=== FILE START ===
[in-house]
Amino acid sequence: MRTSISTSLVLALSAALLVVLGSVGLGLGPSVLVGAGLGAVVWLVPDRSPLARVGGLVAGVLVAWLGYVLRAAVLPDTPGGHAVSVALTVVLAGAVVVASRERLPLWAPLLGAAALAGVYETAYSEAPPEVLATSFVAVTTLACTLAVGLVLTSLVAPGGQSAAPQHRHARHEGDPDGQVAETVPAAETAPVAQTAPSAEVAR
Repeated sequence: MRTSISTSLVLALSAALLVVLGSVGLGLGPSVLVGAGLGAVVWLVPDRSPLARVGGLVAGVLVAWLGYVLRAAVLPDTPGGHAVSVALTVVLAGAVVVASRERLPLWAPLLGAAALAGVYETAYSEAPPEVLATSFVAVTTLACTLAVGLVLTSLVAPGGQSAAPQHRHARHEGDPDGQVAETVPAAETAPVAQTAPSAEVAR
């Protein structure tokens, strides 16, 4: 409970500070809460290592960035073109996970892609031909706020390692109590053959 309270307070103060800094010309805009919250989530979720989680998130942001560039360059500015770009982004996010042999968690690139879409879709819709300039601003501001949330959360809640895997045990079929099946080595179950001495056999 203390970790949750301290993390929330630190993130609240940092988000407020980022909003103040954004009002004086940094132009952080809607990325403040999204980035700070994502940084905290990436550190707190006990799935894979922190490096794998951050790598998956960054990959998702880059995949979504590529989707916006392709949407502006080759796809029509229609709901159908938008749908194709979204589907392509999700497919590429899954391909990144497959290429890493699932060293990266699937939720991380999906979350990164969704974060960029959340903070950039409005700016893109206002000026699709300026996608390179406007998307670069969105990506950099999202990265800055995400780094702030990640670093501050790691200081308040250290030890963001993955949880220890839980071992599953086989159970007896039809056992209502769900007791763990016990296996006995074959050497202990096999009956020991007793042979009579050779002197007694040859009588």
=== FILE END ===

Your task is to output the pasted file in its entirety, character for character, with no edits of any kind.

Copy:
[in-house]
Amino acid sequence: MRTSISTSLVLALSAALLVVLGSVGLGLGPSVLVGAGLGAVVWLVPDRSPLARVGGLVAGVLVAWLGYVLRAAVLPDTPGGHAVSVALTVVLAGAVVVASRERLPLWAPLLGAAALAGVYETAYSEAPPEVLATSFVAVTTLACTLAVGLVLTSLVAPGGQSAAPQHRHARHEGDPDGQVAETVPAAETAPVAQTAPSAEVAR
Repeated sequence: MRTSISTSLVLALSAALLVVLGSVGLGLGPSVLVGAGLGAVVWLVPDRSPLARVGGLVAGVLVAWLGYVLRAAVLPDTPGGHAVSVALTVVLAGAVVVASRERLPLWAPLLGAAALAGVYETAYSEAPPEVLATSFVAVTTLACTLAVGLVLTSLVAPGGQSAAPQHRHARHEGDPDGQVAETVPAAETAPVAQTAPSAEVAR
């Protein structure tokens, strides 16, 4: 409970500070809460290592960035073109996970892609031909706020390692109590053959 309270307070103060800094010309805009919250989530979720989680998130942001560039360059500015770009982004996010042999968690690139879409879709819709300039601003501001949330959360809640895997045990079929099946080595179950001495056999 203390970790949750301290993390929330630190993130609240940092988000407020980022909003103040954004009002004086940094132009952080809607990325403040999204980035700070994502940084905290990436550190707190006990799935894979922190490096794998951050790598998956960054990959998702880059995949979504590529989707916006392709949407502006080759796809029509229609709901159908938008749908194709979204589907392509999700497919590429899954391909990144497959290429890493699932060293990266699937939720991380999906979350990164969704974060960029959340903070950039409005700016893109206002000026699709300026996608390179406007998307670069969105990506950099999202990265800055995400780094702030990640670093501050790691200081308040250290030890963001993955949880220890839980071992599953086989159970007896039809056992209502769900007791763990016990296996006995074959050497202990096999009956020991007793042979009579050779002197007694040859009588």